Friday, September 21, 2012

An Agreement of the People for 2012

In the light of the ConDems plan to turn Britain into a total market state and Ed Miilband’s plan for Labour to “save capitalism from itself”, we present a 2012 draft of the Agreement of the People (with deference to the Levellers and their 1647 version debated at Putney).

 Whereas the current British state political system is undemocratic and unjust in that:    

  • The state is a highly centralised, alienating power that has established itself above society as a whole. 
  • This power is exercised primarily on behalf of dominant economic and financial interests.
  • Legal authority does not come from the people as citizens, but from the Monarchy, Lords and Commons. 
  • The House of Commons is a powerless assembly rather than an independent transforming legislature.  
  • Members of Parliament do not exercise any real control over ministers or civil servants.  
  • A surveillance state secretly monitors and tracks the legitimate activities of activists, trade unionists and protesters.
  • Increasing numbers of “arms-length” quasi-state agencies have been created which are totally unaccountable at central and local level.
  • Local government has lost its relative autonomy and is now reduced to carrying out central government orders and decisions.  
  • The state has abandoned primary responsibility in a number of areas including housing, higher education and care in older age in favour of markets.
  • The states refuses to take steps to cut carbon emissions and other measures to meet the challenge of climate change.
We therefore declare that the present state is a barrier to the real democratic control of society and has effectively disenfranchised the 99%. We therefore propose an initiative that has as its aim the transformation of the present political system along democratic lines.

We propose the goals of building a new, independent and decentralised democracy, from below, creating an inclusive written constitution that serves to protect and enhance our liberty and embraces the aspirations of the powerless majority.

To reach these goals we aim to:  
·         encourage the building of a new, nation-wide democratic tradition from the ground up through, for example, independent Peoples' Assemblies, as a means of transforming the state
·         develop a working coalition of civil and human rights activists, constitution campaigners and all those interested in decentralisation, self-organisation and complete electoral reform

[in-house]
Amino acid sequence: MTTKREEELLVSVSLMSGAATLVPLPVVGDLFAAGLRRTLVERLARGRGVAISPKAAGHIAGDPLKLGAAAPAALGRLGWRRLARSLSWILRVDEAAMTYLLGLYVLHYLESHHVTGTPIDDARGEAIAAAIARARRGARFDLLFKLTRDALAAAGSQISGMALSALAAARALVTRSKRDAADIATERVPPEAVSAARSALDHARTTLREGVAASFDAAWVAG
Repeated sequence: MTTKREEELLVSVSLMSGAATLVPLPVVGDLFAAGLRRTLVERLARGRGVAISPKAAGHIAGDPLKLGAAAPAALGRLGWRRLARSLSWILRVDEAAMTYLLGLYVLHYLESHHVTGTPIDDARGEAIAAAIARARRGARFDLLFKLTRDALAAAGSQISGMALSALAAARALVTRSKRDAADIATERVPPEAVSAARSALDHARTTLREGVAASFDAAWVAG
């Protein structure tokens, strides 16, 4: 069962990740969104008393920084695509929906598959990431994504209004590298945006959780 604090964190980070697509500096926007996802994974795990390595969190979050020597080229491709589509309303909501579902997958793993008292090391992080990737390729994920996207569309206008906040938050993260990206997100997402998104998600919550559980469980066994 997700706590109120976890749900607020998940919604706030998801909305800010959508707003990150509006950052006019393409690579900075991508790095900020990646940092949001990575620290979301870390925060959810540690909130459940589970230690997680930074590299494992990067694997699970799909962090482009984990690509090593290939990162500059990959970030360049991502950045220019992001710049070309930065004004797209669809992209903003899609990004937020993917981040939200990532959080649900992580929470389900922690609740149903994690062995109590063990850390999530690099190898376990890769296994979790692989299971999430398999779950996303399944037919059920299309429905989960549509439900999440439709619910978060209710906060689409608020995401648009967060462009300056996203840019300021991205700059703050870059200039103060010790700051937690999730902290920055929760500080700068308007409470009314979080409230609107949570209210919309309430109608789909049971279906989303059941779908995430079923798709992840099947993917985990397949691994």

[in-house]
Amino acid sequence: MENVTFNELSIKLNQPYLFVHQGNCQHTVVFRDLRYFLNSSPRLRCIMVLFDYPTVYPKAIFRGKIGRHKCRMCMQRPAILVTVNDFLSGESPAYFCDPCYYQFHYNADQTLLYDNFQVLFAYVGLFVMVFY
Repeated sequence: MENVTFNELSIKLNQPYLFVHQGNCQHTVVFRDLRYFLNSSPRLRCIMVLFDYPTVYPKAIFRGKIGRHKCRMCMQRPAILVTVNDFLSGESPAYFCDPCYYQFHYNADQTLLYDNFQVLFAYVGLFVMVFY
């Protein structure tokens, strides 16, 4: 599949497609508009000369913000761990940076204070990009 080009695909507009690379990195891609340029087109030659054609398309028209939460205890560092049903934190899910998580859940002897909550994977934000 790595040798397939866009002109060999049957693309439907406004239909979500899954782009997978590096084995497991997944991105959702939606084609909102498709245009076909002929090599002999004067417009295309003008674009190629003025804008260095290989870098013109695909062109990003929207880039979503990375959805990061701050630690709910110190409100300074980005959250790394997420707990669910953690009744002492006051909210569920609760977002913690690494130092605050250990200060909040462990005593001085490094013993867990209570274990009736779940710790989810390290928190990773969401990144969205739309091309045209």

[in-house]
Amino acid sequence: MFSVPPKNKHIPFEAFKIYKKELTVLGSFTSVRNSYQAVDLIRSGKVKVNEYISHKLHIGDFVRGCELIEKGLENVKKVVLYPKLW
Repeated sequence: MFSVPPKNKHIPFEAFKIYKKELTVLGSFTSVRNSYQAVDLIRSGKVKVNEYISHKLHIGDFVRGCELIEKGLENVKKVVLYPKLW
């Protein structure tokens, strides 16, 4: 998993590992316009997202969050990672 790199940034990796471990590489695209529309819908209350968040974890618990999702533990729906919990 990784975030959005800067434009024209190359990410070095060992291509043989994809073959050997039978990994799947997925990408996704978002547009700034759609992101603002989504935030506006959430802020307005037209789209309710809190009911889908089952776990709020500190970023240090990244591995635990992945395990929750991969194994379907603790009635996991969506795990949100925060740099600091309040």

·         carry out actions by non-violent means in support of the rights and issues we stand for
·         develop a peoples' constitution that will defend existing rights under attack and create new ones that deepen and extend democracy

We advocate a new constitution for a 21st century democracy, moving from a constitutional monarchy to a constitutional democracy. This new constitution should have as its guiding principles:

·         justice, transparency and accountability from those elected by the people to govern
·         a decentralised, participatory and inclusive democracy
·         self-government and management in all spheres of social, economic and political life
·         absolute equality before the law
·         an independent, democratically appointed judiciary to uphold the new constitution and the rule of law

The rights set out below, which a new constitution would incorporate, should form the basis of the new democratic state:

Human and social rights
·         The right to organise, associate, demonstrate and strike independently of the state
·         The right to a representative electoral process in balance with a new participatory system
·         The right to set up independent People's Assemblies with decision-making powers and control over resources
·         The right of minority communities to equality in all areas of social life
·         The right to affordable housing for all those in need
·         The right to free continuing education and training

Economic rights
·         The right to co-operative ownership and self-management
·         The right to democracy in all areas/activities of the workplace

Environmental rights
·         The right to live in an environment shaped by ecological care and basic human needs
·         The right of nature, including human beings, to exist free from abuse and despoliation.

Indigenous rights
·         The right to hold and use land held in common
·         The right of communities to continuity of culture, traditions and habitat
·         The right to the free movement of people based on 'no borders' principles

Paul Feldman
Communications editor

A version of this draft was first presented at a democracy day school held by Occupy's Real Democracy Working Group in London.

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